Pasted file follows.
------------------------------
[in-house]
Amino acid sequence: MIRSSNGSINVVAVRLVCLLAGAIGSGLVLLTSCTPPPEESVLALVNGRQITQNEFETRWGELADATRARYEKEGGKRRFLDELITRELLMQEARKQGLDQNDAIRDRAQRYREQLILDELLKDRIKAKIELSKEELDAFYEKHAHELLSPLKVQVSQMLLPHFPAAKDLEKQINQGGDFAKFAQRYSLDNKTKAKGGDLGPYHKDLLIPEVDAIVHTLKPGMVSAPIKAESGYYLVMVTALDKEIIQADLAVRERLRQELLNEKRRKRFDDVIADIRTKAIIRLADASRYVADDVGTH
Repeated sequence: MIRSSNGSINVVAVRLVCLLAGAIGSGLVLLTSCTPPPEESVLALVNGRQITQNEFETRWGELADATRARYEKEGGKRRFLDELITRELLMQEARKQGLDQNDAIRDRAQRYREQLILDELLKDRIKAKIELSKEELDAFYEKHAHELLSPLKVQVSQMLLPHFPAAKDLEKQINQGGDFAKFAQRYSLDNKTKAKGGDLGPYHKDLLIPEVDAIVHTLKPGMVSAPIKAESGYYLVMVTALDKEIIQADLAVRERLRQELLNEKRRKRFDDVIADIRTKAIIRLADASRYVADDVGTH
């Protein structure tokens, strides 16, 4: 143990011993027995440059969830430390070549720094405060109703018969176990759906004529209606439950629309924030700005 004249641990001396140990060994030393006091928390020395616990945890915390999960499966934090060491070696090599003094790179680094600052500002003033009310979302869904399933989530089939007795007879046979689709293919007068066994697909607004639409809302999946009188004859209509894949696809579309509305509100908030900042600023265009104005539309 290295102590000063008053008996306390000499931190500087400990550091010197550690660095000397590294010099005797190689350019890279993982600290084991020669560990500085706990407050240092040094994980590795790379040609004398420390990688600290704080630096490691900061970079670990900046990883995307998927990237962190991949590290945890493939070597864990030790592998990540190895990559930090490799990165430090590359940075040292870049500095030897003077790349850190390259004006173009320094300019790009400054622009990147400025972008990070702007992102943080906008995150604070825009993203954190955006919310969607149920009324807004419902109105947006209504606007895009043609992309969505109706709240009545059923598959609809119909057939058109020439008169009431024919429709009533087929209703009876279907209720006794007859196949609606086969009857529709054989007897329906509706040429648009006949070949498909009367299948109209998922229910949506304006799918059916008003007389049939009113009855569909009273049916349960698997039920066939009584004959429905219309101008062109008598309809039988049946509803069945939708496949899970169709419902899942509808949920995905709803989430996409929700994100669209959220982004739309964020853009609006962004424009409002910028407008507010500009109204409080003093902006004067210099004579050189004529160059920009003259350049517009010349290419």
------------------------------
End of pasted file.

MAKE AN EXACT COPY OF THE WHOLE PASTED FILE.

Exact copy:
[in-house]
Amino acid sequence: MIRSSNGSINVVAVRLVCLLAGAIGSGLVLLTSCTPPPEESVLALVNGRQITQNEFETRWGELADATRARYEKEGGKRRFLDELITRELLMQEARKQGLDQNDAIRDRAQRYREQLILDELLKDRIKAKIELSKEELDAFYEKHAHELLSPLKVQVSQMLLPHFPAAKDLEKQINQGGDFAKFAQRYSLDNKTKAKGGDLGPYHKDLLIPEVDAIVHTLKPGMVSAPIKAESGYYLVMVTALDKEIIQADLAVRERLRQELLNEKRRKRFDDVIADIRTKAIIRLADASRYVADDVGTH
Repeated sequence: MIRSSNGSINVVAVRLVCLLAGAIGSGLVLLTSCTPPPEESVLALVNGRQITQNEFETRWGELADATRARYEKEGGKRRFLDELITRELLMQEARKQGLDQNDAIRDRAQRYREQLILDELLKDRIKAKIELSKEELDAFYEKHAHELLSPLKVQVSQMLLPHFPAAKDLEKQINQGGDFAKFAQRYSLDNKTKAKGGDLGPYHKDLLIPEVDAIVHTLKPGMVSAPIKAESGYYLVMVTALDKEIIQADLAVRERLRQELLNEKRRKRFDDVIADIRTKAIIRLADASRYVADDVGTH
């Protein structure tokens, strides 16, 4: 143990011993027995440059969830430390070549720094405060109703018969176990759906004529209606439950629309924030700005 004249641990001396140990060994030393006091928390020395616990945890915390999960499966934090060491070696090599003094790179680094600052500002003033009310979302869904399933989530089939007795007879046979689709293919007068066994697909607004639409809302999946009188004859209509894949696809579309509305509100908030900042600023265009104005539309 290295102590000063008053008996306390000499931190500087400990550091010197550690660095000397590294010099005797190689350019890279993982600290084991020669560990500085706990407050240092040094994980590795790379040609004398420390990688600290704080630096490691900061970079670990900046990883995307998927990237962190991949590290945890493939070597864990030790592998990540190895990559930090490799990165430090590359940075040292870049500095030897003077790349850190390259004006173009320094300019790009400054622009990147400025972008990070702007992102943080906008995150604070825009993203954190955006919310969607149920009324807004419902109105947006209504606007895009043609992309969505109706709240009545059923598959609809119909057939058109020439008169009431024919429709009533087929209703009876279907209720006794007859196949609606086969009857529709054989007897329906509706040429648009006949070949498909009367299948109209998922229910949506304006799918059916008003007389049939009113009855569909009273049916349960698997039920066939009584004959429905219309101008062109008598309809039988049946509803069945939708496949899970169709419902899942509808949920995905709803989430996409929700994100669209959220982004739309964020853009609006962004424009409002910028407008507010500009109204409080003093902006004067210099004579050189004529160059920009003259350049517009010349290419």